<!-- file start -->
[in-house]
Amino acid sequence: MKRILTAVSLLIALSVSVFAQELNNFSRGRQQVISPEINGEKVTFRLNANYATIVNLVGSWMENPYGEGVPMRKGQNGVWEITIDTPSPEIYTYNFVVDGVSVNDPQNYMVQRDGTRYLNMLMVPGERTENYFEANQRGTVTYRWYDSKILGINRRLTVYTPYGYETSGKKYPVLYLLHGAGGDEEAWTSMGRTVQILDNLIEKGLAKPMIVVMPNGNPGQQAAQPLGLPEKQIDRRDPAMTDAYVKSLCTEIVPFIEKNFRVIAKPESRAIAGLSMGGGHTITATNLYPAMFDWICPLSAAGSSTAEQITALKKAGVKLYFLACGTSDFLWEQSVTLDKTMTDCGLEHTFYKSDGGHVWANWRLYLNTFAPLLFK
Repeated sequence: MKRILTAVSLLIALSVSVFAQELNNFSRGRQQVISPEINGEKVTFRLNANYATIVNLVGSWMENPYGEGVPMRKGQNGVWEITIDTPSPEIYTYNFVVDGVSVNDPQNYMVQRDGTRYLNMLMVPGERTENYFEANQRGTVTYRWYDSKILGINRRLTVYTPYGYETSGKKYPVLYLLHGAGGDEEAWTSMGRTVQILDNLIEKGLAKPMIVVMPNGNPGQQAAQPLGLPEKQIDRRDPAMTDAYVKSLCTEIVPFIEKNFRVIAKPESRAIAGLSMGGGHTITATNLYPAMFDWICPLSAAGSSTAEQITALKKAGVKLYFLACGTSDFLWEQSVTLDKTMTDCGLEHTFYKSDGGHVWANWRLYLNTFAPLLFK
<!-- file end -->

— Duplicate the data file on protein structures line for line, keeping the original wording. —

[in-house]
Amino acid sequence: MKRILTAVSLLIALSVSVFAQELNNFSRGRQQVISPEINGEKVTFRLNANYATIVNLVGSWMENPYGEGVPMRKGQNGVWEITIDTPSPEIYTYNFVVDGVSVNDPQNYMVQRDGTRYLNMLMVPGERTENYFEANQRGTVTYRWYDSKILGINRRLTVYTPYGYETSGKKYPVLYLLHGAGGDEEAWTSMGRTVQILDNLIEKGLAKPMIVVMPNGNPGQQAAQPLGLPEKQIDRRDPAMTDAYVKSLCTEIVPFIEKNFRVIAKPESRAIAGLSMGGGHTITATNLYPAMFDWICPLSAAGSSTAEQITALKKAGVKLYFLACGTSDFLWEQSVTLDKTMTDCGLEHTFYKSDGGHVWANWRLYLNTFAPLLFK
Repeated sequence: MKRILTAVSLLIALSVSVFAQELNNFSRGRQQVISPEINGEKVTFRLNANYATIVNLVGSWMENPYGEGVPMRKGQNGVWEITIDTPSPEIYTYNFVVDGVSVNDPQNYMVQRDGTRYLNMLMVPGERTENYFEANQRGTVTYRWYDSKILGINRRLTVYTPYGYETSGKKYPVLYLLHGAGGDEEAWTSMGRTVQILDNLIEKGLAKPMIVVMPNGNPGQQAAQPLGLPEKQIDRRDPAMTDAYVKSLCTEIVPFIEKNFRVIAKPESRAIAGLSMGGGHTITATNLYPAMFDWICPLSAAGSSTAEQITALKKAGVKLYFLACGTSDFLWEQSVTLDKTMTDCGLEHTFYKSDGGHVWANWRLYLNTFAPLLFK